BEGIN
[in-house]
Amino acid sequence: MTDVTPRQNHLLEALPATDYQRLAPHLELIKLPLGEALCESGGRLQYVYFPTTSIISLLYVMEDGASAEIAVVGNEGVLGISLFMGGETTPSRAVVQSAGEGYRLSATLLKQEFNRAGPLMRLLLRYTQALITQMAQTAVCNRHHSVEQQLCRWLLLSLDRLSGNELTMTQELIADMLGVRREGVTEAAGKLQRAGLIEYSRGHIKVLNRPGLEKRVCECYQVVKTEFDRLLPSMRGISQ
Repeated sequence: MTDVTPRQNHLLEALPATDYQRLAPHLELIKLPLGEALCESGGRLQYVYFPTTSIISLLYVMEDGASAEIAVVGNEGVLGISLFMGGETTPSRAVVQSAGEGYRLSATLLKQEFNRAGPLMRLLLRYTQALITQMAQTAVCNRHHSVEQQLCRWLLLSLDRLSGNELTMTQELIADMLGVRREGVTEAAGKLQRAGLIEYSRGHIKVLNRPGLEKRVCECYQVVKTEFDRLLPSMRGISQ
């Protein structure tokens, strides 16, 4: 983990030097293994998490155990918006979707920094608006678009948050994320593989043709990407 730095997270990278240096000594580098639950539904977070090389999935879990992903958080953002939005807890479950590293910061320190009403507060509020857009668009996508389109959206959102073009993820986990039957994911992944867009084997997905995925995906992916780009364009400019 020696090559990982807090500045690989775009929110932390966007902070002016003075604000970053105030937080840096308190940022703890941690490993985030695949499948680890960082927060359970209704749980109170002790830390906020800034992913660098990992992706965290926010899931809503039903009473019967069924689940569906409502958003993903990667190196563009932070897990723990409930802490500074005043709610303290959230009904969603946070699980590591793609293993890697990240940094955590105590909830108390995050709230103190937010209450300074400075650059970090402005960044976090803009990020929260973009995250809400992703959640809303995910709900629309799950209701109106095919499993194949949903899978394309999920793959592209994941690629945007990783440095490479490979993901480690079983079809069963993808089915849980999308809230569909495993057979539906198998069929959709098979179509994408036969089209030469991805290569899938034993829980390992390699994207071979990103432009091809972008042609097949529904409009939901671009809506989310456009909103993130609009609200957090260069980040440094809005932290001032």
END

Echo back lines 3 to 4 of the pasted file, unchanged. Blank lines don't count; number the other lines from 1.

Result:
Repeated sequence: MTDVTPRQNHLLEALPATDYQRLAPHLELIKLPLGEALCESGGRLQYVYFPTTSIISLLYVMEDGASAEIAVVGNEGVLGISLFMGGETTPSRAVVQSAGEGYRLSATLLKQEFNRAGPLMRLLLRYTQALITQMAQTAVCNRHHSVEQQLCRWLLLSLDRLSGNELTMTQELIADMLGVRREGVTEAAGKLQRAGLIEYSRGHIKVLNRPGLEKRVCECYQVVKTEFDRLLPSMRGISQ
């Protein structure tokens, strides 16, 4: 983990030097293994998490155990918006979707920094608006678009948050994320593989043709990407 730095997270990278240096000594580098639950539904977070090389999935879990992903958080953002939005807890479950590293910061320190009403507060509020857009668009996508389109959206959102073009993820986990039957994911992944867009084997997905995925995906992916780009364009400019 020696090559990982807090500045690989775009929110932390966007902070002016003075604000970053105030937080840096308190940022703890941690490993985030695949499948680890960082927060359970209704749980109170002790830390906020800034992913660098990992992706965290926010899931809503039903009473019967069924689940569906409502958003993903990667190196563009932070897990723990409930802490500074005043709610303290959230009904969603946070699980590591793609293993890697990240940094955590105590909830108390995050709230103190937010209450300074400075650059970090402005960044976090803009990020929260973009995250809400992703959640809303995910709900629309799950209701109106095919499993194949949903899978394309999920793959592209994941690629945007990783440095490479490979993901480690079983079809069963993808089915849980999308809230569909495993057979539906198998069929959709098979179509994408036969089209030469991805290569899938034993829980390992390699994207071979990103432009091809972008042609097949529904409009939901671009809506989310456009909103993130609009609200957090260069980040440094809005932290001032």